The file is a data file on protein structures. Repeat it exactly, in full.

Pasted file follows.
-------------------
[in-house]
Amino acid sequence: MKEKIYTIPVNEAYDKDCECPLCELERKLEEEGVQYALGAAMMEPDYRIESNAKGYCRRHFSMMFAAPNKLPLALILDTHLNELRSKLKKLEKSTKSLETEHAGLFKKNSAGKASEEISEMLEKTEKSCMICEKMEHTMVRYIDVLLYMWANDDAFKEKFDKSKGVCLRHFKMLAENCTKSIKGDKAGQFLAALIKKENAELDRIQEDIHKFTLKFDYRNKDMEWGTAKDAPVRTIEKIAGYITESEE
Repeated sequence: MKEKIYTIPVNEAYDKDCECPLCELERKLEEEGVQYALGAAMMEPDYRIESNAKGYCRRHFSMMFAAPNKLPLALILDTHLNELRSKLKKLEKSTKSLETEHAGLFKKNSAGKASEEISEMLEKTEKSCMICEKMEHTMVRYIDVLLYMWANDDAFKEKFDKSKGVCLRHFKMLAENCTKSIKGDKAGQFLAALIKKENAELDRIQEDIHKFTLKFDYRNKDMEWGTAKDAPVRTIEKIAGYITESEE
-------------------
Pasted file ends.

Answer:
[in-house]
Amino acid sequence: MKEKIYTIPVNEAYDKDCECPLCELERKLEEEGVQYALGAAMMEPDYRIESNAKGYCRRHFSMMFAAPNKLPLALILDTHLNELRSKLKKLEKSTKSLETEHAGLFKKNSAGKASEEISEMLEKTEKSCMICEKMEHTMVRYIDVLLYMWANDDAFKEKFDKSKGVCLRHFKMLAENCTKSIKGDKAGQFLAALIKKENAELDRIQEDIHKFTLKFDYRNKDMEWGTAKDAPVRTIEKIAGYITESEE
Repeated sequence: MKEKIYTIPVNEAYDKDCECPLCELERKLEEEGVQYALGAAMMEPDYRIESNAKGYCRRHFSMMFAAPNKLPLALILDTHLNELRSKLKKLEKSTKSLETEHAGLFKKNSAGKASEEISEMLEKTEKSCMICEKMEHTMVRYIDVLLYMWANDDAFKEKFDKSKGVCLRHFKMLAENCTKSIKGDKAGQFLAALIKKENAELDRIQEDIHKFTLKFDYRNKDMEWGTAKDAPVRTIEKIAGYITESEE